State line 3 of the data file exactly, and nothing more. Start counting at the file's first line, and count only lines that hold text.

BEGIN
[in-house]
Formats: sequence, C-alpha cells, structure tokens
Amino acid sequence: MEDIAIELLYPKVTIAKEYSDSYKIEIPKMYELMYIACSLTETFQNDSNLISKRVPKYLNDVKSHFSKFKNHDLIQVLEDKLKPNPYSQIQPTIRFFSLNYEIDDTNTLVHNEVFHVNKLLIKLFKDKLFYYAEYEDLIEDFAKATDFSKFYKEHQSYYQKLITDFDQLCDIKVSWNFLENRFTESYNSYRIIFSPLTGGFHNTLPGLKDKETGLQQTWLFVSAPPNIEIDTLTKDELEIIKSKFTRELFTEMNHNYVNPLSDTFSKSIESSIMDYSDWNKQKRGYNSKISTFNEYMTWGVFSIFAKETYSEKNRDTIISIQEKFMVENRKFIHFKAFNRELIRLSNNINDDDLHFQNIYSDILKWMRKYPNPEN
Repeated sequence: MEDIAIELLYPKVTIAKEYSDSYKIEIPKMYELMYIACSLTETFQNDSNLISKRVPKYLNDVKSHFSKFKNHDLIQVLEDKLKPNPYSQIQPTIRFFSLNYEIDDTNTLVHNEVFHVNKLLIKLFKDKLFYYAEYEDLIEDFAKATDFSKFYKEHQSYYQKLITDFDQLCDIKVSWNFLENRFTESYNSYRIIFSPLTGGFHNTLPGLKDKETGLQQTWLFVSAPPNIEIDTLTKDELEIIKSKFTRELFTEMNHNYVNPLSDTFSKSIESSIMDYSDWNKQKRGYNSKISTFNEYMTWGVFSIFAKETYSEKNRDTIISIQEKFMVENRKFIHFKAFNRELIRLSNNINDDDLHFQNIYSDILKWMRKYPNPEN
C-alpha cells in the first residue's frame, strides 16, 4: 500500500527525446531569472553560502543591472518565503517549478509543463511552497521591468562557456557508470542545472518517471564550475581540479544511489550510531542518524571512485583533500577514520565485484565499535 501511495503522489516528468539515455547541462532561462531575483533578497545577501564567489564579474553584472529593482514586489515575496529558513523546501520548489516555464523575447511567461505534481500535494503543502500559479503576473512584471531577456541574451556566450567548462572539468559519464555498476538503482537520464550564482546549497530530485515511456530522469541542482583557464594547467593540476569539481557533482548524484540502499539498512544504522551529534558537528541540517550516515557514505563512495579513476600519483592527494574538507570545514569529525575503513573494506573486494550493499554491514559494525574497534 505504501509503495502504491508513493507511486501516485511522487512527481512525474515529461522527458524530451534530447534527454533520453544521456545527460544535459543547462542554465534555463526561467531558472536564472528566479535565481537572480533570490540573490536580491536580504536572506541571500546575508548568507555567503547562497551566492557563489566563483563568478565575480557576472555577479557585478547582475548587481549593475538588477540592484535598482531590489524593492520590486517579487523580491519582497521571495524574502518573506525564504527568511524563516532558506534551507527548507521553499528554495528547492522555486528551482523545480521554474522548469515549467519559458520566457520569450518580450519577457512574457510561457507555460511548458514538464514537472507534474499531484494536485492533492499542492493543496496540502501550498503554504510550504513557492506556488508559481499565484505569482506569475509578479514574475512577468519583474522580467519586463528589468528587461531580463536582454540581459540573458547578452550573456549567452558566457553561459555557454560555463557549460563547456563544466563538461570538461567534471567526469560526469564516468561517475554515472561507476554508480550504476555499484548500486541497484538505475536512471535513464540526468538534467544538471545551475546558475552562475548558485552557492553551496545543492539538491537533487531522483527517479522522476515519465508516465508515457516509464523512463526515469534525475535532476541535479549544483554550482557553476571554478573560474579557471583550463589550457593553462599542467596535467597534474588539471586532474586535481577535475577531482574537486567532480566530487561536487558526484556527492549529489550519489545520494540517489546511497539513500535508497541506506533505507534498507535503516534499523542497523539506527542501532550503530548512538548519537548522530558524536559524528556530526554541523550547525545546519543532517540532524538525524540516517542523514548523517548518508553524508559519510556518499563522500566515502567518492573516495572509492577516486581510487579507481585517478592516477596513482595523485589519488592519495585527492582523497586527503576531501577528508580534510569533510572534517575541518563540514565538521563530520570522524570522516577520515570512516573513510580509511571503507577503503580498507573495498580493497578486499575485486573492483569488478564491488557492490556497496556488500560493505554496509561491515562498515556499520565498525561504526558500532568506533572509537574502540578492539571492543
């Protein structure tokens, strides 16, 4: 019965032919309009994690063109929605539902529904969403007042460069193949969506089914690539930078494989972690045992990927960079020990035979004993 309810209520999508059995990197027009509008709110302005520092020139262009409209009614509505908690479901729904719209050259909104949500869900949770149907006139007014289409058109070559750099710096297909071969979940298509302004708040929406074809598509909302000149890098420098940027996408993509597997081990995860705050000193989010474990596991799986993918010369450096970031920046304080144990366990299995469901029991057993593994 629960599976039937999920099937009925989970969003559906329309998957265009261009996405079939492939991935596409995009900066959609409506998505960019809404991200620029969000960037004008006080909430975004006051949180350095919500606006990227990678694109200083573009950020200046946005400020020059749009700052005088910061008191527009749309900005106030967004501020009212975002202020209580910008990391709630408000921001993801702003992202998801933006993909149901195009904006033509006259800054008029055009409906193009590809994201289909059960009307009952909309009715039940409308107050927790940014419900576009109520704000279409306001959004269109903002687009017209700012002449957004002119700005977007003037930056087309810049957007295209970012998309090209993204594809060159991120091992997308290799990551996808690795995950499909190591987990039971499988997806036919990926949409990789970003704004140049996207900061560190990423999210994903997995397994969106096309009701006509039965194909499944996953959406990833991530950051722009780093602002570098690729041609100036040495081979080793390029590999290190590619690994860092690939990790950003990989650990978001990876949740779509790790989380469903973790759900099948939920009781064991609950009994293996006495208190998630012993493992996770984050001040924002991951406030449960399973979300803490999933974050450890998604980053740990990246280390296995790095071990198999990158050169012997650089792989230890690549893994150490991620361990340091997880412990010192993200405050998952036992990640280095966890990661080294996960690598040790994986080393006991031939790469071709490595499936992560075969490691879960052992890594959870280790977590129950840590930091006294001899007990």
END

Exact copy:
Amino acid sequence: MEDIAIELLYPKVTIAKEYSDSYKIEIPKMYELMYIACSLTETFQNDSNLISKRVPKYLNDVKSHFSKFKNHDLIQVLEDKLKPNPYSQIQPTIRFFSLNYEIDDTNTLVHNEVFHVNKLLIKLFKDKLFYYAEYEDLIEDFAKATDFSKFYKEHQSYYQKLITDFDQLCDIKVSWNFLENRFTESYNSYRIIFSPLTGGFHNTLPGLKDKETGLQQTWLFVSAPPNIEIDTLTKDELEIIKSKFTRELFTEMNHNYVNPLSDTFSKSIESSIMDYSDWNKQKRGYNSKISTFNEYMTWGVFSIFAKETYSEKNRDTIISIQEKFMVENRKFIHFKAFNRELIRLSNNINDDDLHFQNIYSDILKWMRKYPNPEN